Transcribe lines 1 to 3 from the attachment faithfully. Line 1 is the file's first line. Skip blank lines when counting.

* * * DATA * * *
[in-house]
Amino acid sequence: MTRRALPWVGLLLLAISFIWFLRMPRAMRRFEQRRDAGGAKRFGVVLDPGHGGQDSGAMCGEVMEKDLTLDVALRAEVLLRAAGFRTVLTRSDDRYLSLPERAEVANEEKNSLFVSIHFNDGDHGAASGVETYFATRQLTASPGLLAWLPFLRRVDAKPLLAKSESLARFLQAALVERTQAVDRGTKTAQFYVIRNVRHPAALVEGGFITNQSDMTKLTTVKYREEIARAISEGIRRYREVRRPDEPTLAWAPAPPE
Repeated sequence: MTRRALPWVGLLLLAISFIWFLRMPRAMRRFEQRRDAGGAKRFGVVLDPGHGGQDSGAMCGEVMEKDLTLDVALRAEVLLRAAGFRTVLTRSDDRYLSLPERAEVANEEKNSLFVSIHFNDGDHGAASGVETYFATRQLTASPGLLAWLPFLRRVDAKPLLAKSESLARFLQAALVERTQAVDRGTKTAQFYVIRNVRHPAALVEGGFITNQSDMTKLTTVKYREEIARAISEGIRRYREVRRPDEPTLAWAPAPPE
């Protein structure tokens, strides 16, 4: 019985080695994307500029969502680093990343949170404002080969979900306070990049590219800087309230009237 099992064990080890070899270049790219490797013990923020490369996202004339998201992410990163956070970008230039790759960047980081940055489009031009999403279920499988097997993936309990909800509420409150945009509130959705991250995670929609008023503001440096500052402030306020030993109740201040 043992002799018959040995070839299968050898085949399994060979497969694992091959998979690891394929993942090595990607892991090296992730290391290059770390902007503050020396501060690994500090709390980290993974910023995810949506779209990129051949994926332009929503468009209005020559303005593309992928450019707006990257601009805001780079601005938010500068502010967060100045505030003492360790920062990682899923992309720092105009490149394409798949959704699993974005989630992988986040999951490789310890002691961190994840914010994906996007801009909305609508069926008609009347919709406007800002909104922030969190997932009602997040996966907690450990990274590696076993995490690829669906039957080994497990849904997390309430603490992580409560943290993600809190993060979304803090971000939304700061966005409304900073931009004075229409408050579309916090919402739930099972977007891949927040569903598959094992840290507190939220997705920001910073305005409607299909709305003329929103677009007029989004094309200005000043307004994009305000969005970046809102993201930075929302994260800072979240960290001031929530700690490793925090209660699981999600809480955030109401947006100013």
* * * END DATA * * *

[in-house]
Amino acid sequence: MTRRALPWVGLLLLAISFIWFLRMPRAMRRFEQRRDAGGAKRFGVVLDPGHGGQDSGAMCGEVMEKDLTLDVALRAEVLLRAAGFRTVLTRSDDRYLSLPERAEVANEEKNSLFVSIHFNDGDHGAASGVETYFATRQLTASPGLLAWLPFLRRVDAKPLLAKSESLARFLQAALVERTQAVDRGTKTAQFYVIRNVRHPAALVEGGFITNQSDMTKLTTVKYREEIARAISEGIRRYREVRRPDEPTLAWAPAPPE
Repeated sequence: MTRRALPWVGLLLLAISFIWFLRMPRAMRRFEQRRDAGGAKRFGVVLDPGHGGQDSGAMCGEVMEKDLTLDVALRAEVLLRAAGFRTVLTRSDDRYLSLPERAEVANEEKNSLFVSIHFNDGDHGAASGVETYFATRQLTASPGLLAWLPFLRRVDAKPLLAKSESLARFLQAALVERTQAVDRGTKTAQFYVIRNVRHPAALVEGGFITNQSDMTKLTTVKYREEIARAISEGIRRYREVRRPDEPTLAWAPAPPE